Agricultural and Biological Engineering Program
The degrees of Master of Science, Master of Engineering, and Doctor of Philosophy are offered with graduate programs in agricultural and biological engineering through the College of Engineering. Students must have an undergraduate or graduate degree in Engineering or meet specific articulation requirements in order to pursue an advanced degree in engineering.
For students without an engineering degree, The Master of Science and Doctor of Philosophy degrees in agricultural and biological engineering are offered in the areas of agricultural operations management and applied science through the College of Agricultural and Life Sciences. Students must have a degree in a related field or meet specific articulation requirements.
Requirements for these degrees are given in the Graduate Degrees section of this catalog.
A combined B.S./M.S. or B.S./M.E. for Engineering students program allows up to 12 graduate credits to be double-counted toward fulfillment of both degrees. Contact the graduate coordinator for qualifications and details. A 30-credit, nonthesis master’s degree program is also available to students interested in completing the requirements in 1 year.
The Master of Science, Master of Engineering, and Doctor of Philosophy (Engineering) degrees are offered in the following areas of research:
Agricultural production engineering includes development and application of precision agriculture concepts and tools, weather and climate risk in agriculture, decision support systems, food security, pesticide application, post-harvest operations robotics and other machine systems and environmental control systems. Applications to space biology are included in cooperation with NASA at Kennedy Space Center.
Biological engineering includes includes biocomplexity analysis, ecological modeling, risk and decision analysis, bioprocess design, plant biotechnology, process microbiology, food process engineering, environmental biotechnology, bioreactors, and packaging science.
Information systems includes development and application of GIS and remote sensing, communications, mathematical modeling, data solutions, and expert systems techniques to biological and agricultural systems.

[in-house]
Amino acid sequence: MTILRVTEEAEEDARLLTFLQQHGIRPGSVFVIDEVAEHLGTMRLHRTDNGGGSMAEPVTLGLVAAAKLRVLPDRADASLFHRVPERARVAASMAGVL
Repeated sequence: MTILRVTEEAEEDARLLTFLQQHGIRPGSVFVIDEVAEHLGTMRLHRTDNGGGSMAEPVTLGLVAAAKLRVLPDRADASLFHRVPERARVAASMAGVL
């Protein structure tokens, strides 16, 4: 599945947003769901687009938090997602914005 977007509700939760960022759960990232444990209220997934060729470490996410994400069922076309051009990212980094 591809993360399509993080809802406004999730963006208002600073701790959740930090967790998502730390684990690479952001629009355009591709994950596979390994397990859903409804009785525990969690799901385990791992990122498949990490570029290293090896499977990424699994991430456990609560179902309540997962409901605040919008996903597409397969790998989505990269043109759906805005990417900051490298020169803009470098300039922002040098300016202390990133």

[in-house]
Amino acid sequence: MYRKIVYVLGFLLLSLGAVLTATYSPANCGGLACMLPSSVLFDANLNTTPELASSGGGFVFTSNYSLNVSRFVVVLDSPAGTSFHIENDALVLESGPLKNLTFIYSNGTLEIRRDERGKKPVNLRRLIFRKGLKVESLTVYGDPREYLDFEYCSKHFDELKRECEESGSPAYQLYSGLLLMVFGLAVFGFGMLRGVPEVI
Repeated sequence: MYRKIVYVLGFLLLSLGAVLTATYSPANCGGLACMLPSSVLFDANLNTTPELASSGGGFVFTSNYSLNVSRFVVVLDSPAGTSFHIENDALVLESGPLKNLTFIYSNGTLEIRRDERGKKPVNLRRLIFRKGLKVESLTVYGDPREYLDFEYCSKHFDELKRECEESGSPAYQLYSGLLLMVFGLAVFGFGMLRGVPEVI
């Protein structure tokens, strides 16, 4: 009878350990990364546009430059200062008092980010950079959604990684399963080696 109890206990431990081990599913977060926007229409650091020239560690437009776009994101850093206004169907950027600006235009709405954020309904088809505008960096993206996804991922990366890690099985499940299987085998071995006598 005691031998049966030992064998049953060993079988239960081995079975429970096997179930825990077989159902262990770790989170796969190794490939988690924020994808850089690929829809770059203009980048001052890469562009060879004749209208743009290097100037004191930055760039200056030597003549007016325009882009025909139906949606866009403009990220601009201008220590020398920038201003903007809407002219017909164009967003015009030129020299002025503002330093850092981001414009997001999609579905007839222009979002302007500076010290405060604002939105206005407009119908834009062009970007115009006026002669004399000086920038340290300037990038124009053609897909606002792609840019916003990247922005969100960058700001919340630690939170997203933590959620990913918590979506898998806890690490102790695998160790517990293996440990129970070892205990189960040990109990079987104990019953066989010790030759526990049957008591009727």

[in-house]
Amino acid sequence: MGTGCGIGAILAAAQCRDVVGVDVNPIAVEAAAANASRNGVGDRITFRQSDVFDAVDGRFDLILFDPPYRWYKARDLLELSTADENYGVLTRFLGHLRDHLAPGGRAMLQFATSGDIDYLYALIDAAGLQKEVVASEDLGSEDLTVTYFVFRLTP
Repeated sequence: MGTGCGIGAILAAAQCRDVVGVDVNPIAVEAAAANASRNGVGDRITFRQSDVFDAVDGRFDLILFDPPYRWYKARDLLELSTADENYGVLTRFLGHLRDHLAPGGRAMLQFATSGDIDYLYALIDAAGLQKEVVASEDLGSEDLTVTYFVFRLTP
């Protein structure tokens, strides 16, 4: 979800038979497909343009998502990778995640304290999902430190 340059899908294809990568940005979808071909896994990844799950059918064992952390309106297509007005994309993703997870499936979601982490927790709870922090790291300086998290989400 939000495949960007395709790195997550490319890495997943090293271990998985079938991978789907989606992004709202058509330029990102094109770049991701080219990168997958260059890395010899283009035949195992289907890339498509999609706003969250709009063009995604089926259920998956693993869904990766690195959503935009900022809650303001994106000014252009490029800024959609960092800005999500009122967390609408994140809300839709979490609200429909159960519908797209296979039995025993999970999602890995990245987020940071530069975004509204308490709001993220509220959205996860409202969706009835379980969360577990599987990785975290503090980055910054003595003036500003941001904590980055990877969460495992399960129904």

Land and water resources includes soil-water-plant relations, irrigation, water quality, watershed hydrology, BMP and TMDL studies, hydrologic modeling, ecological restoration, environmental fate and transport of nanoparticles, waste management, and water reuse.
Students also may choose to participate in interdisciplinary concentrations in hydrologic sciences, geographic information sciences, particle science and technology, and interdisciplinary ecology.
The Master of Science and Doctor of Philosophy (CALS) in the agricultural operations management area of specialization provide for scientific training and research in technical agricultural management. Typical plans of study focus on advanced training in environmental systems management, production systems management, construction and process management and technical sales management.
In addition, for students with basic science degrees, the Master of Science and Doctor of Philosophy programs with a specialization in applied sciences through the College of Agricultural and Life Sciences provides advanced training in problem-solving capabilities, interdisciplinary research, and methods for applying science to real-world problems and issues. Typical emphasis is on (1) the use of engineering methods and approaches, such as mathematical modeling, optimization, and information technologies, in application of science to problems of various spatial and temporal scales; and (2) an interdisciplinary experience in research at the doctoral level.
The requirements for a master’s degree normally take 2 years to complete. The length of time required for the Doctor of Philosophy degree depends partly on the research topic, but normally takes 3 to 4 years.
Additional information can also be found on the graduate studies pages on the department website at www.abe.ufl.edu.